Political Analysis of Health Care Ahead of President Trump’s Speech on Drug Pricing
Today, President Trump is set to deliver a major address on the high price of prescription drugs. The speech comes at a critical time for Congressional Republicans who failed to repeal and replace Obamacare as promised in 2017 and face challenging midterm elections in 2018.
Firehouse Strategies provides public affairs consulting for a wide variety of corporations, trade associations, non-profits and political organizations. In the health care sector, our clients include insurers, generic pharmaceuticals and pharmacy benefit managers. Ahead of the President’s upcoming address, we analyzed how health care will impact the 2018 midterms.
1) Health care likely to be the single biggest issue for voters in the 2018 elections
The Democratic Party is obsessed with Russia and Mueller. Republicans want to focus on tax reform. But health care will be more important to voters in 2018 than those issues.
- A Gallup survey last month showed Americans worry more about health care than any other issue.
- A recent Pew Research survey found the public ranks the cost of health care highest in the impact on their household finances.
- There is some evidence that health care is already motivating voters at the ballot box. An exit poll of the PA-18 special election last month conducted by PPP showed health care was a top issue.
Bottomline: To connect with voters, candidates will need to address health care.
2) For the first time in a decade, Obamacare is not a unifying issue for either party
In the last two mid-term elections, Republicans won big after pledging to “repeal and replace” Obamacare. But in 2017, Republicans failed to pass health care legislation. We entered 2018 with Republicans having repealed the individual mandate while Obamacare’s popularity grew. Now both parties lack unifying health care messages: Republicans disagree over repeal-and-replace legislation, and Democrats are divided over single-payer proposals.
- For the first time ever, a Gallup survey in April found that a majority of Americans said that they approved of the Affordable Care Act.
- A recent Kaiser Family Foundation survey found that, among all voters, health care “is among the top issues” that voters want to hear about, but also that the issue “ranks much lower among Republican voters.”
Bottomline: “Repeal and replace” has outlived its usefulness as a Republican talking point.
3) Instead of Obamacare, lowering prescription drug prices is now the dominant issue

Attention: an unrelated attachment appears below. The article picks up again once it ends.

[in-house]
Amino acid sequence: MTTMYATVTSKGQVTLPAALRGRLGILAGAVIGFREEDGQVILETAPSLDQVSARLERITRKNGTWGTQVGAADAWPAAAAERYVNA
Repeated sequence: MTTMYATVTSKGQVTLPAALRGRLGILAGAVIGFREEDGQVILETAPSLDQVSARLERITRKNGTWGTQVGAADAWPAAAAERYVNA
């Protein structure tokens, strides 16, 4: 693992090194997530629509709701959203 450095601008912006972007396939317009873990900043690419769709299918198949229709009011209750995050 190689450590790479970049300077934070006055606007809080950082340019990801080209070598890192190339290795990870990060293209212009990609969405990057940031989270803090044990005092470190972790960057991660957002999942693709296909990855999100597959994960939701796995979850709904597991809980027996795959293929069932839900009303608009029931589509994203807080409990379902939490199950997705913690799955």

The Administration has taken some actions to lower drug prices, but meaningful legislation remains stalled in Congress. The President is addressing the issue because voters are concerned about the high cost of prescription drugs – and the influence that the manufacturers of those expensive drugs have over policymakers.
- Over half of Americans report currently taking at least one prescription medicine, and nearly one in four Americans report taking four or more.
- Despite public outcry, the prices for specialty prescription drugs are skyrocketing – Axios recently reported that “pharmaceutical companies have hiked the prices of hundreds of drugs at rates that significantly outstrip inflation.”
- A survey Firehouse Strategies conducted with the data analytics firm 0ptimus in February found that 65% of likely midterm voters in swing states blamed name brand pharmaceuticals for the high price of drugs, while only 31% blamed insurers and 3% blamed generic pharmaceuticals.
- A survey last month found 72 percent of Americans said drug companies had too much influence in Washington – more than Wall Street, the NRA, and other health care special interests. (The American people may not be wrong: The Pharmaceutical Research and Manufacturers of America spent a record $9.96 million on federal lobbying in the first three months of this year.)
- A Kaiser Family Foundation survey released this week found that “bringing down Rx drug costs” was the most important health care issue for Republicans, Democrats, and independents alike.
Bottomline: Candidates can win with voters by promising to fight PhRMA’s influence in the swamp. Expect more politicians and candidates to embrace policies to lower prescription drug prices and hold drug manufacturers accountable for big price hikes.
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